Dennis Yglesias routes cables inside the ?rst Arrow section II production hardware.Another set of employee groups are the Employee Advisory Councils. In Huntsville, EACs have played an important role in working with senior managers to develop action plans to address shortfalls noted in Boeing's annual Employee Survey.

While Huntsville employees are busy with their daily work, many still find time to participate in community activities. In 2003, Boeing Huntsville employees donated more than 19,000 volunteer hours in the community and more than $560,000 through the Employees Community Fund.

The Boeing Employees Volunteer Community Assistance Program supports at least one volunteer activity per month, ranging from collecting food and clothing donations for area homeless shelters to coordinating Boeing volunteers to support Huntsville's cultural events and activities. Other activities are year-round, such as Boeing Buddies, in which several Boeing Huntsville engineers visit a local Boys and Girls Club to tutor children.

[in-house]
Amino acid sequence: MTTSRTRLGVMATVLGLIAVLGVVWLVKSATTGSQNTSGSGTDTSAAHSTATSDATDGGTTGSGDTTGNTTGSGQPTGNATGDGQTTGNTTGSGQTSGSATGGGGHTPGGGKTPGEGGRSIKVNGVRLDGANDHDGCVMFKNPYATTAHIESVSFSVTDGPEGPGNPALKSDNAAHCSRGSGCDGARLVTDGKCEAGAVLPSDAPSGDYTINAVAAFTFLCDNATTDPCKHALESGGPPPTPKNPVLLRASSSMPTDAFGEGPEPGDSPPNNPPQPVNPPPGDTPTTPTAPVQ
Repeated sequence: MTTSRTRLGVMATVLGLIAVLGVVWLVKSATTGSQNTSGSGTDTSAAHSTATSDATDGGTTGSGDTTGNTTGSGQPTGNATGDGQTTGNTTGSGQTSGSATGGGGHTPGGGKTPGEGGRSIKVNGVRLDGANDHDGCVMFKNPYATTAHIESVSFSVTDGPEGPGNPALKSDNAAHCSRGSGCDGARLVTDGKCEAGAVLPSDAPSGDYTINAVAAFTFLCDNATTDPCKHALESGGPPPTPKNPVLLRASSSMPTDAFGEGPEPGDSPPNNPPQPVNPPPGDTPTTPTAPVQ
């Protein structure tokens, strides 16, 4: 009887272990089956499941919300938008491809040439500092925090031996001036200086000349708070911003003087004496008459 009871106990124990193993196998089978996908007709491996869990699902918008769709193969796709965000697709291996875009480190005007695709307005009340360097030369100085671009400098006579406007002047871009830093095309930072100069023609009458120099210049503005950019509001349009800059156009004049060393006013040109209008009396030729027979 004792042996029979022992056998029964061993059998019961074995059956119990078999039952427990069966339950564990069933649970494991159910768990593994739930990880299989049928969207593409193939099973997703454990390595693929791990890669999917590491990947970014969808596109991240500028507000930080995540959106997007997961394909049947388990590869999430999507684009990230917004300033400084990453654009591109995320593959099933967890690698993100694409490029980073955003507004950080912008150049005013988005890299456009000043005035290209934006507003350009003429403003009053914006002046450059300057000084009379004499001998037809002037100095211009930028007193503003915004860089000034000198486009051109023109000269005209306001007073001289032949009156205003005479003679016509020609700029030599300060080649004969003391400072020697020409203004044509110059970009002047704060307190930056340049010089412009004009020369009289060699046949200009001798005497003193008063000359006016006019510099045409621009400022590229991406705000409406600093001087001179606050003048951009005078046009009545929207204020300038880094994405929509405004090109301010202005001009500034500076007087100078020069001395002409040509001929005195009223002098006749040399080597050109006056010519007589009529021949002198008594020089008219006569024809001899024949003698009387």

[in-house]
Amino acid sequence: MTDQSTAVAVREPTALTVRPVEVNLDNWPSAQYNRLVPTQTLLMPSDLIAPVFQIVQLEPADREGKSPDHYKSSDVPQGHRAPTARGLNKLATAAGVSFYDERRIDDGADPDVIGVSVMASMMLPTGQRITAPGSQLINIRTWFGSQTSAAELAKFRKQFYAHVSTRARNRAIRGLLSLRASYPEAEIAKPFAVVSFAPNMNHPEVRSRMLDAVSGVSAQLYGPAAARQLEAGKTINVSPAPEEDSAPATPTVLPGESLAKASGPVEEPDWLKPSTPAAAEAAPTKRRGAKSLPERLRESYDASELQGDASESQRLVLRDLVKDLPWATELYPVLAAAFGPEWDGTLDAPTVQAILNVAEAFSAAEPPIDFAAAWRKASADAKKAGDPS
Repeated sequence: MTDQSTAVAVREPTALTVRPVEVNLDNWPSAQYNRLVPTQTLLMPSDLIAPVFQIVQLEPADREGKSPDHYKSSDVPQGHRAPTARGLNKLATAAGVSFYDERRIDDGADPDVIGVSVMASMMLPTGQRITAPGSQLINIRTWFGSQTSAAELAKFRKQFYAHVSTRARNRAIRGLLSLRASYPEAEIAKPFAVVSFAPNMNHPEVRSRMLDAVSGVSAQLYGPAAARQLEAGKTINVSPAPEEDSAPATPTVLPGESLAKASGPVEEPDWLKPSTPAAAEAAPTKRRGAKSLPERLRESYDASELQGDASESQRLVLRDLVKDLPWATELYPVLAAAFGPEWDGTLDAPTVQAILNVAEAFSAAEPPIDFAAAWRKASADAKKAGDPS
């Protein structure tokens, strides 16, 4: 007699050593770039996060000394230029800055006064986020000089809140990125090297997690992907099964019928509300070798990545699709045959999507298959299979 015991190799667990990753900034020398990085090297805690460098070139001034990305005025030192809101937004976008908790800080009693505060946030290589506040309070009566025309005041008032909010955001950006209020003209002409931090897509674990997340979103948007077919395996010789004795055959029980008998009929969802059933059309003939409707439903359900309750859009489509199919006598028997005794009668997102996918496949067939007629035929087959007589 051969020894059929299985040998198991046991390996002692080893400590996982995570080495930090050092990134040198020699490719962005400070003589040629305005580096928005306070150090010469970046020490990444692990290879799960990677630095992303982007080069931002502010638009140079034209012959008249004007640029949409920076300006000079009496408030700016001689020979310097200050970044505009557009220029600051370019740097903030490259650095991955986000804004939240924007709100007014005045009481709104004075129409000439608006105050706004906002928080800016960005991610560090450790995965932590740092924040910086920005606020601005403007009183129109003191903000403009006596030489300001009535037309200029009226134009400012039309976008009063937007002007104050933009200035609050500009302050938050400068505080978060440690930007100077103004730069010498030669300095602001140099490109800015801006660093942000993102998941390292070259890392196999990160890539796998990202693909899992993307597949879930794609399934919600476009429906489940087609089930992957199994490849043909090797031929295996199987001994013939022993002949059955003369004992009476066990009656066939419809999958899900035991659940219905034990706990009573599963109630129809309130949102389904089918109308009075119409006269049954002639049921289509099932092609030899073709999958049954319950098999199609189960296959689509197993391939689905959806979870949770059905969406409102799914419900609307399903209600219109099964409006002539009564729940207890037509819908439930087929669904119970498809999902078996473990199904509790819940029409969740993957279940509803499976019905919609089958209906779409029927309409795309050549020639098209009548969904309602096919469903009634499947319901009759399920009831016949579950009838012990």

Brian Hilson, president and chief executive officer of the Huntsville/Madison County Chamber of Commerce, said Boeing has a positive impact on Huntsville in numerous ways. "Boeing is one of the community's most respected employers. The employees are heavily involved in activities contributing to Huntsville's high quality of life," he said.

Indeed, Huntsville is not the small country town some may think. One Huntsville employee who learned that firsthand is Roger Watkins. He and his wife, both native Californians, moved to Huntsville in July 2003. "When I prepared to make my first trip to Huntsville in the early 1980s, I thought it wasn't the end of the world, but you could see it from there," Watkins said.

Now, however, he said it's a different story.

"Huntsville offers a great combination of a high standard of living, cultural activities, incredible home values, terrific public golf courses, water skiing only a few minutes away-all in a friendly community with clean air and no traffic congestion," he said. "We absolutely love it here and we have no plans to leave."